The legal term for a divorce is "dissolution" because the "bonds of matrimony" are dissolved. The process of dissolving the "bonds of matrimony" can cause many personal, family, and financial hardships. At Wegner Buchanan, in most cases, we encourage clients to attempt to resolve differences with their spouses and save their marriages. Unfortunately, not all marriages can be saved. Over half of all marriages in the United States end in divorce. Divorce can involve many complex issues, such as child custody, child support, maintenance (alimony), and the division of marital property. These issues can have a profound impact on your life going forward. If you are considering divorce, you undoubtedly have many questions about the process, your rights, and the impact on your family and your finances. Our Divorce Guide addresses many commonly asked questions. If you have any questions, CALL US TODAY AT (314)726-6464 AND WE WILL MEET WITH YOU AT NO CHARGE TO DISCUSS YOUR CASE.
What do I do to start my case for dissolution of marriage?
In most cases, you should have an attorney representing you in an action for dissolution of marriage. The filing requirements for dissolution differ by county, but generally involve the following steps:
If you decide not to hire an attorney, you should understand that you will have to follow the local rules of the county court where your case is filed and all of the rules in the statutes of the State of Missouri.
Do I have to show that my spouse was at fault to get a divorce?
Missouri allows "no fault" divorces. If one party testifies that "the marriage is irretrievably broken" and "there is no reasonable likelihood that the marriage can be preserved", then a dissolution is ordinarily granted. Sometimes the other spouse will deny that the marriage is irretrievably broken. In this event, the judge must decide whether the marriage is irretrievably broken, however, usually a divorce is granted even though one party may deny that it is irretrievably broken.
Do I have to be a resident of the State of Missouri to file for a dissolution of marriage in this State?
You or your spouse must have been a resident of the State of Missouri for ninety days immediately before the petition for dissolution of marriage was filed.
Where should my case be filed?
Missouri law requires that the case be filed in the county where you reside or the county where your spouse resides.
What do I do if my spouse has filed a petition for dissolution?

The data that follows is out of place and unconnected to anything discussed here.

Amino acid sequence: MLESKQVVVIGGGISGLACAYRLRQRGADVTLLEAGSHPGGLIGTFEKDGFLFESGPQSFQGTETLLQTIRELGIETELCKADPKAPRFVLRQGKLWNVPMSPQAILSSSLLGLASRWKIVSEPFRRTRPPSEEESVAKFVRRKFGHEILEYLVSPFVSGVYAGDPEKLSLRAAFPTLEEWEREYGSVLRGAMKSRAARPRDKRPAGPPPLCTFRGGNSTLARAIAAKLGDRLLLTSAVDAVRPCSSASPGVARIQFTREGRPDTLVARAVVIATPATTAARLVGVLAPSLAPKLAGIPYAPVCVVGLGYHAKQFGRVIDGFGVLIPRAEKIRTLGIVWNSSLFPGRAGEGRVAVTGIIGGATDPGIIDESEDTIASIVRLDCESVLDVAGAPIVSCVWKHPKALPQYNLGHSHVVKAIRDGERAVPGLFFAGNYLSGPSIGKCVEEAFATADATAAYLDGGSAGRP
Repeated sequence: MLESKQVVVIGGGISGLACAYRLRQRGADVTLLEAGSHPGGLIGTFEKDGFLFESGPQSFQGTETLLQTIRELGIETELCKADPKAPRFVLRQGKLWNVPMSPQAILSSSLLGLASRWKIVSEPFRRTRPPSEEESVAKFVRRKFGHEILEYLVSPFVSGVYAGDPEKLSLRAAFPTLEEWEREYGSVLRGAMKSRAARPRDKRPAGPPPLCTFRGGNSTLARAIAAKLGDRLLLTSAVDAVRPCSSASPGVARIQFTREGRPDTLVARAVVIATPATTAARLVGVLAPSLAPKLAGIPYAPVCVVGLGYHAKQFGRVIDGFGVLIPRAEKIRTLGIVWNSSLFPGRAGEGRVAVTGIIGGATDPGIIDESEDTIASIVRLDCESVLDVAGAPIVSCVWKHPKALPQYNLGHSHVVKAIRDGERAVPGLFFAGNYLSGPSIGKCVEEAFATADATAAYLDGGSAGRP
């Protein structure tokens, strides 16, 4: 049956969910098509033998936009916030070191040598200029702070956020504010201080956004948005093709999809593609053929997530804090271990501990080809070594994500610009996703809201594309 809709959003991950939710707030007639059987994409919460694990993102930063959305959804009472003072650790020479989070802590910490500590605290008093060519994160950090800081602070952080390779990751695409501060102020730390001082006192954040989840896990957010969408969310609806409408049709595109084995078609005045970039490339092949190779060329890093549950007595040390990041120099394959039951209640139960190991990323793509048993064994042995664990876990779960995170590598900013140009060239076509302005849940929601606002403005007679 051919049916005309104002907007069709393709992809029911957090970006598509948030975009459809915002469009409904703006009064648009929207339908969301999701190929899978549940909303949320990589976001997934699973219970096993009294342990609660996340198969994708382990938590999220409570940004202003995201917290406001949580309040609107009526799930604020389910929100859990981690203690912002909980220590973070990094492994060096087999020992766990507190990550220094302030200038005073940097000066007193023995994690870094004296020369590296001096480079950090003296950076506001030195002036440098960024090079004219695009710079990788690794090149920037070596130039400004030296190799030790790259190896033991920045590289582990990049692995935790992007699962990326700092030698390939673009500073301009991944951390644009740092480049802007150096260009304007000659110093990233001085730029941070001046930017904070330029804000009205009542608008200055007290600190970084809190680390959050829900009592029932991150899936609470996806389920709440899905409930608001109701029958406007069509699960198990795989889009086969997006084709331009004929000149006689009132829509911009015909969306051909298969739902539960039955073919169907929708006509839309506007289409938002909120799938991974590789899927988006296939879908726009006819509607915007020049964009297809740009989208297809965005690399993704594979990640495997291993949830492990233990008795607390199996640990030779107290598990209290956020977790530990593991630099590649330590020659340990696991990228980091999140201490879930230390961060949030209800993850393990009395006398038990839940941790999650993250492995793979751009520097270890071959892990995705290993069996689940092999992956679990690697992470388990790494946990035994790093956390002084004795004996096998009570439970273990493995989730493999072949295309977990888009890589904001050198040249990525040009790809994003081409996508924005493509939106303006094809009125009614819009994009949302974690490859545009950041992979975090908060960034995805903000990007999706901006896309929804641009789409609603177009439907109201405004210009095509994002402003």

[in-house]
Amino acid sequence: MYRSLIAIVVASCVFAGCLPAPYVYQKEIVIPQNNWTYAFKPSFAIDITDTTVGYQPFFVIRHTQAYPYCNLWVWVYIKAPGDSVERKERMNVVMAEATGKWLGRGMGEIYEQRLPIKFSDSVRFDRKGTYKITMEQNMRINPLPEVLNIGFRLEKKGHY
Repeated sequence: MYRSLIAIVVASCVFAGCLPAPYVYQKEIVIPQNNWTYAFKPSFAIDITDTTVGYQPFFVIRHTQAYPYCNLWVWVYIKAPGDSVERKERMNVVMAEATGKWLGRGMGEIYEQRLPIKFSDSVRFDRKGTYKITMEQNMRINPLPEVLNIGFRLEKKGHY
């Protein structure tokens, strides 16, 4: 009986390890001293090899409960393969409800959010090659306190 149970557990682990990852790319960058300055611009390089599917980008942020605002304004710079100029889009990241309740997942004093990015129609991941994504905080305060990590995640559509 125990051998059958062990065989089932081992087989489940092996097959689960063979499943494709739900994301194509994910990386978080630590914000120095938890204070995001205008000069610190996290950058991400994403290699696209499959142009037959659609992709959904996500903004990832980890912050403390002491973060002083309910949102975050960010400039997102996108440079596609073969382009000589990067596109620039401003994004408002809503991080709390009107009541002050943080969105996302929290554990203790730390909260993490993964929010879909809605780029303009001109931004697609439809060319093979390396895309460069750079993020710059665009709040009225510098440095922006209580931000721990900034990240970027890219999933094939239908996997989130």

You must file and "answer" within the time stated on the summons that you will receive. In the answer you must "admit" or "deny" the items stated in the petition and the "answer" must be signed by you and your signature must be notarized.
If you do not file an answer, the court can proceed with the divorce without hearing any information from you. If you receive a summons telling you that your spouse has filed for dissolution of marriage, it is very important that you file an answer. Ordinarily, you will want to retain an attorney to file an answer for you.
What happens if I cannot locate my spouse?
You can do one of two things:
Can the parties reach an agreement to settle all of their differences?
Most courts make a great effort to encourage the parties to settle their differences. This is particularly true if children are involved. The more bitter the dissolution fight, the more uncomfortable the children will be. Some courts encourage or require mediation, which is a formal procedure that encourages the parties to make reasonable concessions and reach an agreement. There are professionally trained mediators that can be very helpful in this regard.
Does dissolution of marriage have to be hard fought and bitter?
Dissolution of marriage is almost always difficult, particularly if there are children involved. It is almost inevitable that there will be disagreements. It takes two people to reach an agreement; however, anything that you can do to keep the relationship calm and rational will probably be to your benefit. A provocation by one spouse is usually met with retaliation and the atmosphere can degenerate. When parties seek revenge for past injustice, presumed or real, the battle can be long, expensive and bitter. Even though the statute allows the judge to consider the conduct of the parties in dividing the property, the judge will probably place little weight on the misconduct unless it involves clear physical or emotion abuse. Remember you are paying your attorney by the hour and it is usually a bad idea to escalate the battle if it can be avoided.
In summary, try to remain rational and calm and avoid unnecessarily angering your spouse. Remember that you once loved this person and if you have children, you will need to work together in the future to raise these children. Be assertive about your rights, but do not be petty and do not use your children as pawns. We understand that you may have a spouse that is being difficult, and we will help you focus on being calm so that the best possible outcome can be attained.
CALL US TODAY AT (314)726-6464 AND WE WILL MEET WITH YOU AT NO CHARGE TO DISCUSS YOUR CASE